Spanish-speaking countries: CVs in Spain, Mexico, South American countries, and other Spanish-speaking countries contain much of the same information as British CVs. However, companies in those countries are very interested in your language abilities. That information should be prominently displayed on page 1 of your CV.
Russia: Russian resumes are quite similar to resumes in the European Union. They should be one to two pages in length and include all the basic information you would see in a typical resume.
One common expectation in Russia is that you place your educational background before your work history. Putting work history first will look odd to Russian employers. Do include an English version of your resume and another translated into Russian. Do not include references or a photograph of yourself unless specifically requested.
South Africa: South African employers expect to receive two different types of CV from each job applicant—a brief CV and a comprehensive CV. When you first apply for a job you’ll send your brief CV, which is a one-page document that includes your personal information as well as educational background and work history.
If the employer expresses interest, then you’ll send them comprehensive CV at their request. This includes much of the same information from the brief CV and goes into more detail about your skills, accomplishments, and results achieved at previous employers.
While most South African countries accept CVs written in English, you should know that there are 11 different languages spoken in the country. If the company requires a translated CV, then make sure you know which language they want.
Do You Need a Cover Letter with Your International Resume?
The short answer is yes. No matter what country you’re sending your resume or CV to, always include a cover letter. A cover letter addressed to a foreign employer is similar to a cover letter you would typically send to a U.S.-based employer.
The cover letter should be no more than two or three paragraphs. The purpose of an international cover letter is to summarize the best points from your CV or resume and demonstrate that you have knowledge about the company you’re applying to.
Use active and dynamic language that shows your personality and compels the reader to review your resume or CV.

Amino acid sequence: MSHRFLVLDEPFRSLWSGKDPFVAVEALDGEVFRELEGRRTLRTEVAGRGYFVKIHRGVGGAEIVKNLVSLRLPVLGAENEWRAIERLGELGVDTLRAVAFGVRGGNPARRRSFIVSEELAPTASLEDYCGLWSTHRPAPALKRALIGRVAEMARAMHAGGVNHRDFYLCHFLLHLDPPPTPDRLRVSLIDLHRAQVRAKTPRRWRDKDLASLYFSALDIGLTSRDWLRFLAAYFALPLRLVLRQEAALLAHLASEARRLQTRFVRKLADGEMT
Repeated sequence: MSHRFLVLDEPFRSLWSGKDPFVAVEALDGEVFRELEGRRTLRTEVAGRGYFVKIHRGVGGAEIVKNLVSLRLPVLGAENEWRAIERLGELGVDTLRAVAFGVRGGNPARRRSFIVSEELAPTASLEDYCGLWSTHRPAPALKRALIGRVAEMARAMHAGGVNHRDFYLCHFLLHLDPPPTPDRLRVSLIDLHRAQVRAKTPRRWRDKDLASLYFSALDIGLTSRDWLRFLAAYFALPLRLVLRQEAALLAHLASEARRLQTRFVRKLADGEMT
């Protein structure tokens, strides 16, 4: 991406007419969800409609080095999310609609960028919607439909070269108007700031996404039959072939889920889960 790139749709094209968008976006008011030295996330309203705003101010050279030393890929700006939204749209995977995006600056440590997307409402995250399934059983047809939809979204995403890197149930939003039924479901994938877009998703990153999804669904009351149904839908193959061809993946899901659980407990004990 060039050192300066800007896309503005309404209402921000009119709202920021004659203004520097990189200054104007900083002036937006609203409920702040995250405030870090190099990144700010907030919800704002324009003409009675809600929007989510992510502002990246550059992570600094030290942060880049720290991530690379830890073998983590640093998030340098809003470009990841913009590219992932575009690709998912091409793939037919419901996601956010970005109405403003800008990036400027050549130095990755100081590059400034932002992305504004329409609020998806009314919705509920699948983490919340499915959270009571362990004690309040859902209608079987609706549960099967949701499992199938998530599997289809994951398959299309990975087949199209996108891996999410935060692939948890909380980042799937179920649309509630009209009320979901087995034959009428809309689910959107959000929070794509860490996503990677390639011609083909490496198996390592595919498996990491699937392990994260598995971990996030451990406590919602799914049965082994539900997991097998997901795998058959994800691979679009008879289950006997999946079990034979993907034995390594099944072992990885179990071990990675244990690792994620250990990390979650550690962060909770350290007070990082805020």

The closing paragraph should invite the employer to contact you for an interview.
U.S. Resumes and International Resumes are Not the Same
When it comes to U.S. and international resumes and CVs, there are major differences you need to be aware of as a job applicant. Many of those differences are listed above, but that’s just the tip of the iceberg.
If you’re serious about finding employment abroad, then take some time to research the culture and customs of the country you want to work in. Search for resume examples from the country online.
In addition, you’ll want to work with a professional resume service who can ensure your resume meets the cultural and legal standards of the country you want to work in.
When it comes time to translate your resume, hire a professional translator who has experience in your field. Don’t just ask a friend who may speak the language to handle the translation. They may not know how to accurately translate the specific terms and phrases specific to your industry.
Finally, be sure to update your passport. While that’s not a requirement for applying to a job in a foreign country. If you get called for an interview, then you want to be ready to jump on the next airplane and land that job!
Empire Resume Will Help You Get Hired
We have greater than a 97% success rate landing our clients’ interviews!
Maria Gold is a Content Manager/Writer for Empire Resume. She is dedicated to helping educate and motivate people with the latest career articles and job search advice. Her interests range from writing to programming and design. She is also passionate about innovation, entrepreneurship, and technology.